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Steal the Show With Your Business Stories

By April 25, 2016 No Comments

Michael Port - Instagram

Master the Art of Presentation

Do you find yourself breaking out in a cold sweat whenever you’re faced with a boardroom full of expectant faces? Do you detest public speaking and presentations?

Labeled “a public speaking phenom,” New York Times and Wall Street Journal bestselling author, Michael Port joins the Business of Story podcast to shed some light on a professional actor’s approach to business storytelling.

Michael’s story involves his unique application of the acting experience to his coaching work, assisting speakers and business leaders around the world to craft and deliver their stories.

He hasn’t earned the title of “best public speaking coach in the world” for nothing.

Michael is the author of six books and has been featured in the Boston Globe, the Wall Street Journal, MSNBC, PBS, and more. He and his partner/wife have even created an online paradise of public speaking resources, HeroicPublicSpeaking.com, where they offer courses, materials, access to keynotes and lectures, and a whole host of tools to help students, business leaders, and speakers the world over reach their fullest public speaking potential.

In This Episode

  • The five essential story elements of any great presentation
  • Why it’s important follow the three act story structure in your presentations
  • Michael’s five immediately actionable presentation techniques
  • How to own the stage
  • Michael’s detailed rehearsal process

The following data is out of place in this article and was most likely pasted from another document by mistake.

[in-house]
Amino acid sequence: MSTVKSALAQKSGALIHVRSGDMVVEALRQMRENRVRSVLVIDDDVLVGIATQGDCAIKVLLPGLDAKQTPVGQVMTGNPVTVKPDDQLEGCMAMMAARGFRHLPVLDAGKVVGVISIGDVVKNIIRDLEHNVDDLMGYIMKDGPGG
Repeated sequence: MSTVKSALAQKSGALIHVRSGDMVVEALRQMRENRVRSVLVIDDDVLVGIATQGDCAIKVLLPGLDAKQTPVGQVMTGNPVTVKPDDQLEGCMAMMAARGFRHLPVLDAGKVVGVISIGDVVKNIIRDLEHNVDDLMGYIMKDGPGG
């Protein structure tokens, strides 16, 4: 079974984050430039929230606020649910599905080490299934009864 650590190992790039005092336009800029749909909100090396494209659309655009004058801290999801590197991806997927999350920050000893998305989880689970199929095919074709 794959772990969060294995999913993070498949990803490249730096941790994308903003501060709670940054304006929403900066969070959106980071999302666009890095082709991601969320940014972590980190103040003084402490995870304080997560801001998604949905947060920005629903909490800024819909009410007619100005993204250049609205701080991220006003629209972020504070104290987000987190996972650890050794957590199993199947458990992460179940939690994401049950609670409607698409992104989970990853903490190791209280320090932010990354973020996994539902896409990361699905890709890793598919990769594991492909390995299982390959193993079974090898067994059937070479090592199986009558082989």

• Dealing with imposter syndrome when delivering your stories
  • 50 actionable tips to craft your business story

 

Quotes From This Episode

“There are certain people that your stories are meant to serve and others that they’re not. Your job is to do everything in your power to reach the people you’re meant to serve. The voice that you bring to your work, the unique perspective that you bring to your work will be consumed by the people that need it.” —@michaelport

“One of the reasons that we get so nervous when presenting is that we want approval. We fear that if we get up and stand up in front of other people and share our views, the way we see the world, what we know, we may get rejected.” —@michaelport

“It weakens you to pretend that you are something other than what you are, or that you do not have weaknesses. When you are comfortable with your weaknesses, when you’re comfortable with your failures, when you’re comfortable with the imperfection that is humanness, then you feel more secure because nobody can hurt you.” —@michaelport

“Write the way you speak. That’s not really how we’re taught. We’re taught to write more academically. If anything that I’m writing starts to sound academic, or weighty, or heady, or overly intellectual, then I check myself.” —@michaelport

“Preparation, rehearsal, when coupled with improvisation produces spontaneity. That’s what an audience is looking for.” —@michaelport

Resources